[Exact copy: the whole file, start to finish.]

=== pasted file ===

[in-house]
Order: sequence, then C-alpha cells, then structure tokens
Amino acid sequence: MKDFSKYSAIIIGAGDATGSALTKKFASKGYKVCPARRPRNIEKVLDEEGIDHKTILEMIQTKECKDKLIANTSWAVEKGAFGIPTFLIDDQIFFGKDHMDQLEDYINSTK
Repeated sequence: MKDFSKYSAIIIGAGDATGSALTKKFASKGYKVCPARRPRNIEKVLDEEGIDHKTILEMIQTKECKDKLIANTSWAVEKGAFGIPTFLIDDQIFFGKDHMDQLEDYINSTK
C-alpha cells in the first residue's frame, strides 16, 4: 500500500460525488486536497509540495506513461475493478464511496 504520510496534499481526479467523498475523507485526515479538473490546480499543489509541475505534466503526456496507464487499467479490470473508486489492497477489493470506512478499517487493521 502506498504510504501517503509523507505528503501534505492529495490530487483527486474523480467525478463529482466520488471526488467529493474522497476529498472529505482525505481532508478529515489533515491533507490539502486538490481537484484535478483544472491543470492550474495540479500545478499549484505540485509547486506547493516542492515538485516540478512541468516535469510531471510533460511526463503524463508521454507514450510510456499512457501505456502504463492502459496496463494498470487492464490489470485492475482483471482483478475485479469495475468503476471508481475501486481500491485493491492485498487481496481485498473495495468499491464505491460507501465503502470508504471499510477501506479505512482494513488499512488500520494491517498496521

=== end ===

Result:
[in-house]
Order: sequence, then C-alpha cells, then structure tokens
Amino acid sequence: MKDFSKYSAIIIGAGDATGSALTKKFASKGYKVCPARRPRNIEKVLDEEGIDHKTILEMIQTKECKDKLIANTSWAVEKGAFGIPTFLIDDQIFFGKDHMDQLEDYINSTK
Repeated sequence: MKDFSKYSAIIIGAGDATGSALTKKFASKGYKVCPARRPRNIEKVLDEEGIDHKTILEMIQTKECKDKLIANTSWAVEKGAFGIPTFLIDDQIFFGKDHMDQLEDYINSTK
C-alpha cells in the first residue's frame, strides 16, 4: 500500500460525488486536497509540495506513461475493478464511496 504520510496534499481526479467523498475523507485526515479538473490546480499543489509541475505534466503526456496507464487499467479490470473508486489492497477489493470506512478499517487493521 502506498504510504501517503509523507505528503501534505492529495490530487483527486474523480467525478463529482466520488471526488467529493474522497476529498472529505482525505481532508478529515489533515491533507490539502486538490481537484484535478483544472491543470492550474495540479500545478499549484505540485509547486506547493516542492515538485516540478512541468516535469510531471510533460511526463503524463508521454507514450510510456499512457501505456502504463492502459496496463494498470487492464490489470485492475482483471482483478475485479469495475468503476471508481475501486481500491485493491492485498487481496481485498473495495468499491464505491460507501465503502470508504471499510477501506479505512482494513488499512488500520494491517498496521